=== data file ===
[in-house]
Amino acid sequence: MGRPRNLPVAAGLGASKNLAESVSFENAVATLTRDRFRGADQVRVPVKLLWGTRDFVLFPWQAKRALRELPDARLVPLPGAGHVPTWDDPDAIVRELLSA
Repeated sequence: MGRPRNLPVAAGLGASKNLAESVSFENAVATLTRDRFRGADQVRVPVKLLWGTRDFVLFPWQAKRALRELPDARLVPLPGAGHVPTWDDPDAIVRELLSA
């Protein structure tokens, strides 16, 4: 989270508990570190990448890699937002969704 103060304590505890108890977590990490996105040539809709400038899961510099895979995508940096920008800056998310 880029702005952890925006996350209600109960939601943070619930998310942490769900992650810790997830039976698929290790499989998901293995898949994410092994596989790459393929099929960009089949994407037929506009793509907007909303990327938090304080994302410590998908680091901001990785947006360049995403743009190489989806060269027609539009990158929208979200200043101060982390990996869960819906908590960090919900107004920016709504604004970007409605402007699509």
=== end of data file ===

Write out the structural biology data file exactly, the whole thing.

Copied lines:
[in-house]
Amino acid sequence: MGRPRNLPVAAGLGASKNLAESVSFENAVATLTRDRFRGADQVRVPVKLLWGTRDFVLFPWQAKRALRELPDARLVPLPGAGHVPTWDDPDAIVRELLSA
Repeated sequence: MGRPRNLPVAAGLGASKNLAESVSFENAVATLTRDRFRGADQVRVPVKLLWGTRDFVLFPWQAKRALRELPDARLVPLPGAGHVPTWDDPDAIVRELLSA
């Protein structure tokens, strides 16, 4: 989270508990570190990448890699937002969704 103060304590505890108890977590990490996105040539809709400038899961510099895979995508940096920008800056998310 880029702005952890925006996350209600109960939601943070619930998310942490769900992650810790997830039976698929290790499989998901293995898949994410092994596989790459393929099929960009089949994407037929506009793509907007909303990327938090304080994302410590998908680091901001990785947006360049995403743009190489989806060269027609539009990158929208979200200043101060982390990996869960819906908590960090919900107004920016709504604004970007409605402007699509």